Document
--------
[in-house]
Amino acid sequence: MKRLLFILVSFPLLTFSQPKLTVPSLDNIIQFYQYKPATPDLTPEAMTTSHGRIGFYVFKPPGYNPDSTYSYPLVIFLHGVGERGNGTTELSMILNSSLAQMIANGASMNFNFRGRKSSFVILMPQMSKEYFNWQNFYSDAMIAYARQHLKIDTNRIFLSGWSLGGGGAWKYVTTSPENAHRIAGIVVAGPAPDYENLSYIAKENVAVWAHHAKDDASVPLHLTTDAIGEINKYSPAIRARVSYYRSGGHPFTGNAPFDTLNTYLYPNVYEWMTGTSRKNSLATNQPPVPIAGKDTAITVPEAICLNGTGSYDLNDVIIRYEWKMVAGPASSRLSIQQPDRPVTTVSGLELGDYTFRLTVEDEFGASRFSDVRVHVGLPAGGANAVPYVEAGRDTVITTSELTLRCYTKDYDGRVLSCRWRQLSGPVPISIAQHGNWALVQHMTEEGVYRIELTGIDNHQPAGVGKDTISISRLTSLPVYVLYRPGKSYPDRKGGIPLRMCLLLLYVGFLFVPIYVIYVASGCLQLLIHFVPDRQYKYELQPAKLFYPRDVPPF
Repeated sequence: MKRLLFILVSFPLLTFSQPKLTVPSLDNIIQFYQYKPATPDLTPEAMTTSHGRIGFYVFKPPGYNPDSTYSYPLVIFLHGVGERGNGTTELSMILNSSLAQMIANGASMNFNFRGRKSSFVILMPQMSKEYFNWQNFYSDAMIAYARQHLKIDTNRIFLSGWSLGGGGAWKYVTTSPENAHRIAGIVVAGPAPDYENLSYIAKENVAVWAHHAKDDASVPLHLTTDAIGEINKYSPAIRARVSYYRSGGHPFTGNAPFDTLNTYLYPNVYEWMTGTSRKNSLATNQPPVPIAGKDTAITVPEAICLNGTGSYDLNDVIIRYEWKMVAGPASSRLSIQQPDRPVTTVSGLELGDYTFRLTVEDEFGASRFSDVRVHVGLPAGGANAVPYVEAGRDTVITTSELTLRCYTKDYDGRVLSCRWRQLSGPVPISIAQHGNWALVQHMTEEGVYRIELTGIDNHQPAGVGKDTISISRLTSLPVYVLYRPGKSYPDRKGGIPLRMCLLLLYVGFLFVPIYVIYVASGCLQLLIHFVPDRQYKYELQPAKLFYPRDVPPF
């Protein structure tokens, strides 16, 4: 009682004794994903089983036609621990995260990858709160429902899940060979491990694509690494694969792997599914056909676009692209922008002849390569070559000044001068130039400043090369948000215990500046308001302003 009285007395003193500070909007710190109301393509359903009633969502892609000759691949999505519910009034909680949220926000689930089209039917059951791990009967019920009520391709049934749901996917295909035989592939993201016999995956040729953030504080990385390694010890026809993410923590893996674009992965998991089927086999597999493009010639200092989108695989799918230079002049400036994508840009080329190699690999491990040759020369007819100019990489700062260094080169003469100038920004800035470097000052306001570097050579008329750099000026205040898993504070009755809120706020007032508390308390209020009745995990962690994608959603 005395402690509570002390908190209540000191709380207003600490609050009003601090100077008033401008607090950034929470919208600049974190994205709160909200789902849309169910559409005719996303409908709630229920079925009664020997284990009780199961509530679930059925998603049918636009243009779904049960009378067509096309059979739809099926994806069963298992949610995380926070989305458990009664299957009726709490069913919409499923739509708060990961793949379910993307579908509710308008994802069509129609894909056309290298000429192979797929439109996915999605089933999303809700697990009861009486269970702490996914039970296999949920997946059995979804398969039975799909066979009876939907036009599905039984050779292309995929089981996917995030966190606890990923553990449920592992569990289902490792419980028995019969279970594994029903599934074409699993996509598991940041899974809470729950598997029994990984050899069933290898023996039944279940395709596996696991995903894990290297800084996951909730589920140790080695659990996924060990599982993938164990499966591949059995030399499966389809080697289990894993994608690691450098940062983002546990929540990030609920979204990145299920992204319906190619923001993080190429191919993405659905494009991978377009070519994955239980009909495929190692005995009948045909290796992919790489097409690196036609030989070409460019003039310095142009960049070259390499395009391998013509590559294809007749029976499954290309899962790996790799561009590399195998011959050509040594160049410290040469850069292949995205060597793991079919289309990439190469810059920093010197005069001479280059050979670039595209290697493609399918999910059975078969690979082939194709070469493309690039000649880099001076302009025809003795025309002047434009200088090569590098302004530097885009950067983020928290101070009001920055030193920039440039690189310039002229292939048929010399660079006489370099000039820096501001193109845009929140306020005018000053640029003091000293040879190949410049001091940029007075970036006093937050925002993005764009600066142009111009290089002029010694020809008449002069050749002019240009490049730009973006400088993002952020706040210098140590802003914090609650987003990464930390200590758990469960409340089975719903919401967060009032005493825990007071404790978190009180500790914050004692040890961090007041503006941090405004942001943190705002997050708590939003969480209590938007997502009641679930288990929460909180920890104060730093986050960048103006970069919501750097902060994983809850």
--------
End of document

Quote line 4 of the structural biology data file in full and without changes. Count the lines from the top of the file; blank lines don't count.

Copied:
């Protein structure tokens, strides 16, 4: 009682004794994903089983036609621990995260990858709160429902899940060979491990694509690494694969792997599914056909676009692209922008002849390569070559000044001068130039400043090369948000215990500046308001302003 009285007395003193500070909007710190109301393509359903009633969502892609000759691949999505519910009034909680949220926000689930089209039917059951791990009967019920009520391709049934749901996917295909035989592939993201016999995956040729953030504080990385390694010890026809993410923590893996674009992965998991089927086999597999493009010639200092989108695989799918230079002049400036994508840009080329190699690999491990040759020369007819100019990489700062260094080169003469100038920004800035470097000052306001570097050579008329750099000026205040898993504070009755809120706020007032508390308390209020009745995990962690994608959603 005395402690509570002390908190209540000191709380207003600490609050009003601090100077008033401008607090950034929470919208600049974190994205709160909200789902849309169910559409005719996303409908709630229920079925009664020997284990009780199961509530679930059925998603049918636009243009779904049960009378067509096309059979739809099926994806069963298992949610995380926070989305458990009664299957009726709490069913919409499923739509708060990961793949379910993307579908509710308008994802069509129609894909056309290298000429192979797929439109996915999605089933999303809700697990009861009486269970702490996914039970296999949920997946059995979804398969039975799909066979009876939907036009599905039984050779292309995929089981996917995030966190606890990923553990449920592992569990289902490792419980028995019969279970594994029903599934074409699993996509598991940041899974809470729950598997029994990984050899069933290898023996039944279940395709596996696991995903894990290297800084996951909730589920140790080695659990996924060990599982993938164990499966591949059995030399499966389809080697289990894993994608690691450098940062983002546990929540990030609920979204990145299920992204319906190619923001993080190429191919993405659905494009991978377009070519994955239980009909495929190692005995009948045909290796992919790489097409690196036609030989070409460019003039310095142009960049070259390499395009391998013509590559294809007749029976499954290309899962790996790799561009590399195998011959050509040594160049410290040469850069292949995205060597793991079919289309990439190469810059920093010197005069001479280059050979670039595209290697493609399918999910059975078969690979082939194709070469493309690039000649880099001076302009025809003795025309002047434009200088090569590098302004530097885009950067983020928290101070009001920055030193920039440039690189310039002229292939048929010399660079006489370099000039820096501001193109845009929140306020005018000053640029003091000293040879190949410049001091940029007075970036006093937050925002993005764009600066142009111009290089002029010694020809008449002069050749002019240009490049730009973006400088993002952020706040210098140590802003914090609650987003990464930390200590758990469960409340089975719903919401967060009032005493825990007071404790978190009180500790914050004692040890961090007041503006941090405004942001943190705002997050708590939003969480209590938007997502009641679930288990929460909180920890104060730093986050960048103006970069919501750097902060994983809850």